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  8. What a wonderful thing you are doing making a garden beautiful at a care facility. I am so happy you got positive feedback with that wave from a resident. My friends who live in an assisted living building enjoy their outdoor walks in the gardens around the property. One was an avid gardener and can’t any longer, but still enjoys the spring flowers and her walk around the property.

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  9. Your daffodils light up the room, but the bleeding hearts are my favorites. Spring is quite welcome, isn’t it?

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  10. Oddment says:

    What a lovely post! Daffodils and whoopie pies? Family recipes, bouquets for the sisters, and waves from the nursing home? Mothering and grandmothering? What’s not to feel good about? Thanks for the uplift!

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  11. I happen to love yellow so that’s not a problem for me, but I am able to grow tulips thankfully. Mmmm those whoopie pies are making me drool. I was treated to homemade strawberry pie by my mother in law for Mother’s Day and it was good, but chocolate always wins with me. Our spring has exceptionally cooler than normal here. I’m in zone 6B but there is talk of a possible frost again this weekend not far from me… too close for me! My plants are all still safely in my greenhouse. At this rate, it’ll be June before they come out for their summer vacation! Our normal last frost date is April 18th. Love your bleeding hearts… Happy Mother’s Day a day late.

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    • Homemade strawberry pie sounds pretty tasty too. I’ll be keeping my fingers crossed that the frost does not arrive, but a greenhouse will certainly keep them safe and sound. I’ve got plants on the porch, in the garage, and in the shed. They’re everywhere. Thank you for the greeting, it’s appreciated regardless of one day after.

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  12. You must be getting all the rain that keeps missing us. It goes out to sea then doubles back slightly north of Massachusetts. We’ve been having warm (ish) days, but chilly nights with frost warning. We are still trying to plant a new garden out back. I think we’ve given up on the front garden. I can’t get my balance there and Owen says he can’t either. We didn’t set it up properly in the first place and 20 years later, it’s unstable. So we prune the bushes on alternate years. The roses keep coming up, the day lilies are immortal, and we have a lot of columbine, a couple of tulips, and a bunch of wild strawberries. Maybe the bind weed will go away this year. I hate that stuff!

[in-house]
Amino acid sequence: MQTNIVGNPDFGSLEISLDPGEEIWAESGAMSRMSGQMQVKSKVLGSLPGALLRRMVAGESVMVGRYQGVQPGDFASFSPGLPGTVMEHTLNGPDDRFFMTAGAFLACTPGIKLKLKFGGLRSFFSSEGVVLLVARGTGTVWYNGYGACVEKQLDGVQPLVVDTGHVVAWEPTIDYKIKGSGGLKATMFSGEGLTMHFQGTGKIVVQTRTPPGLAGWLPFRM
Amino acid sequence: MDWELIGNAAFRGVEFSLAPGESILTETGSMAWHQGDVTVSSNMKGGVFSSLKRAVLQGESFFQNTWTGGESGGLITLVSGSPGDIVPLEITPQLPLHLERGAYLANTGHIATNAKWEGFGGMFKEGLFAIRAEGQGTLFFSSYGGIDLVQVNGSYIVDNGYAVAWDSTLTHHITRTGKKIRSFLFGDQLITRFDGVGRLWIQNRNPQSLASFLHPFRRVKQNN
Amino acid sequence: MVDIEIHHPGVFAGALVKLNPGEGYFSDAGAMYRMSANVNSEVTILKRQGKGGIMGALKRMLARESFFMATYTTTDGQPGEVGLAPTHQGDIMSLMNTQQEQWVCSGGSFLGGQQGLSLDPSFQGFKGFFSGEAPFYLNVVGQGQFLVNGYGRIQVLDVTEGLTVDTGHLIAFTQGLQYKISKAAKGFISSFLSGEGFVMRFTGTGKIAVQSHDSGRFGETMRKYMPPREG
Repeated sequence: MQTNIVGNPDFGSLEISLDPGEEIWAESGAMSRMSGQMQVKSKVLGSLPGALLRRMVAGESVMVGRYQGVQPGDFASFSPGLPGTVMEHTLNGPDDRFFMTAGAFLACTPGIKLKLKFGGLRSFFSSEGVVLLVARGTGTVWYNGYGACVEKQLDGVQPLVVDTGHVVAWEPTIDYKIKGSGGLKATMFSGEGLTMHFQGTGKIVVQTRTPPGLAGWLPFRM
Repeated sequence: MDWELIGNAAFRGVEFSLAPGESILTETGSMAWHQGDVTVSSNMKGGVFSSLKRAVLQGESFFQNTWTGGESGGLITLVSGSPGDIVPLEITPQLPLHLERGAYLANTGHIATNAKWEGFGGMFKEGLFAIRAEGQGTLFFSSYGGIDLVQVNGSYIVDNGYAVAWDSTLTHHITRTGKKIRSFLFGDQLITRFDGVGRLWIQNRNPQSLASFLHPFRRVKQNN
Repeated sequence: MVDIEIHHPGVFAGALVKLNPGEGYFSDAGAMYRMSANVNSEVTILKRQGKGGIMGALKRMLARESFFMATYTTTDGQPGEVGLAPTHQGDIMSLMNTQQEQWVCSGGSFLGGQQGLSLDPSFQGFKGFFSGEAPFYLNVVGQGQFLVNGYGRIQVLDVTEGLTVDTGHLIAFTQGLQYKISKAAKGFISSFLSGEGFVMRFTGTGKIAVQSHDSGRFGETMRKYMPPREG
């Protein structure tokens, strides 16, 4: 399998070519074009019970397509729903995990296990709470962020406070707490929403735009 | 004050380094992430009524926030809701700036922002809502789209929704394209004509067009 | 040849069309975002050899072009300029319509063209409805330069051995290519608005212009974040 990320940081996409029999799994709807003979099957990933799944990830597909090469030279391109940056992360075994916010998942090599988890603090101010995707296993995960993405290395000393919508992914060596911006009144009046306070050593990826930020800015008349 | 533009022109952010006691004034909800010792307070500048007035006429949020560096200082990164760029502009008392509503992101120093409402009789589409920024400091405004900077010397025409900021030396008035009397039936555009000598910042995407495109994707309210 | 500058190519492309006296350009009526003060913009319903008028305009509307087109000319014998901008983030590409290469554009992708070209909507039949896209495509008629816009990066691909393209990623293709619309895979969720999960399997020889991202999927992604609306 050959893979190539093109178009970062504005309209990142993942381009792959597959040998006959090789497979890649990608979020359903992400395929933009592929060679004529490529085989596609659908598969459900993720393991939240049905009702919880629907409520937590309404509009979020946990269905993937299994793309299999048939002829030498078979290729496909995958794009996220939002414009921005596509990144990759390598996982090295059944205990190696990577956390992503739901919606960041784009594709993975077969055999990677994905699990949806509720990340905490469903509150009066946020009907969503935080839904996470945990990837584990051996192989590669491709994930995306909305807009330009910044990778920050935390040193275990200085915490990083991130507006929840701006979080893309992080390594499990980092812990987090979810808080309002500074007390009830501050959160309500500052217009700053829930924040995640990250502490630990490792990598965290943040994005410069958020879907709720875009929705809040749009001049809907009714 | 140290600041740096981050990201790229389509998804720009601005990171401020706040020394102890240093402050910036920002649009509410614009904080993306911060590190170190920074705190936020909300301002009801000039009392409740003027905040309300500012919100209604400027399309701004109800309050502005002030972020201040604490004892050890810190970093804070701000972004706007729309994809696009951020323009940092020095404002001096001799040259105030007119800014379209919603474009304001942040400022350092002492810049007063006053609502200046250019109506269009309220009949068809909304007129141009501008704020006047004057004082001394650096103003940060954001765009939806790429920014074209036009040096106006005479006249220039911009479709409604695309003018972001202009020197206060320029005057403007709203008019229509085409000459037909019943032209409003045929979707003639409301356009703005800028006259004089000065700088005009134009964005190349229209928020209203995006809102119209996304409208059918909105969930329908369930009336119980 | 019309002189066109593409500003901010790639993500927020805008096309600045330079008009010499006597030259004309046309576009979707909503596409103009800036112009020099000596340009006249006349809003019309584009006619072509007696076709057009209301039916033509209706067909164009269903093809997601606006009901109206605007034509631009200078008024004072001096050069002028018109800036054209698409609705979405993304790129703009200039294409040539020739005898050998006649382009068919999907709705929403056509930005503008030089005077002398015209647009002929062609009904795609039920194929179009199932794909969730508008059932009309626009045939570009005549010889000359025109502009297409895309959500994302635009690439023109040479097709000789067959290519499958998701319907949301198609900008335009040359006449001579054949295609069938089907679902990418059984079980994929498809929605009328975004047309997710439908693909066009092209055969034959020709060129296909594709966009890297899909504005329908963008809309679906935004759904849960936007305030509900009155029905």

We are looking for perennials that skunks don’t like — so NOT bulbs — and which the deer won’t ravage. Rhizomes seem to be the way to go, but if you have any suggestions, let me know, please.

    Meanwhile, good to have you back in your garden. It suits you 🙂

    Liked by 1 person

    • Hello to south of the NH border. We are actually clawing our way out of drought, but we seem to always need more. I don’t have bindweed as of this moment, but I sure have plenty of the dreaded Japanese Knotweed along the edges of the lawn where it goes into woods/wetlands area. I won’t live long enough to get rid of mine, but I do what I can each year. Have you ever seen Walker’s Low Catmint? It has beautiful blue blossoms that the bees just love, and it has a faint smell that the deer and other animals do not like. It is low and can go in the front of a bed, and the animals usually stay out of that bed because of the fragrance of it. Once it blooms it can be cut back, and it will bloom again. It doesn’t spread, but the original plant just gets bigger which can then be divided. I have eight plants along the edge of beds near the driveway, so I cut them back to the ground in the fall because of snow removal, and they come back every year in the spring. No one bothers my sedums, heuchera, penstemon, cranesbill geranium, peonies, or phlox for a few.

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  13. Eliza Waters says:

    CC is definitely evident to us gardeners. Growing up, we didn’t plant before Memorial Day, not any more! I think our last frost was April 24. Still not warm enough for annuals, but I bet by next week, we’ll be able to plant them as most nights will be above 50.
    I love the bunny and bleeding heart – so pretty!

    Liked by 1 person

    • I noticed a blossom on a tomato plant on my porch yesterday. After a really good laugh, I planted it outside but covered it with a tall clear plastic pop up greenhouse cover. I worked at the nursing home last week, and took a bleeding heart out to plant. I had seen a huge one at another area and went to look at it thinking maybe I’d move it too only to find the maintenance folks had used a weed trimmer on it. It about broke my heart, but I’ll keep my eye on it, and if it looks like it will survive, I’ll dig it up. 🙂

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  14. Makes me happy to read this, Judy. I’m reading a book that you might enjoy although it doesn’t directly have to do with gardens. But it does have a lot to say about milkweed, native plants, and of course, butterflies. It’s “Bicycling with Butterflies: My 10,201-Mile Journey Following the Monarch Migration”, by Sara Dykman.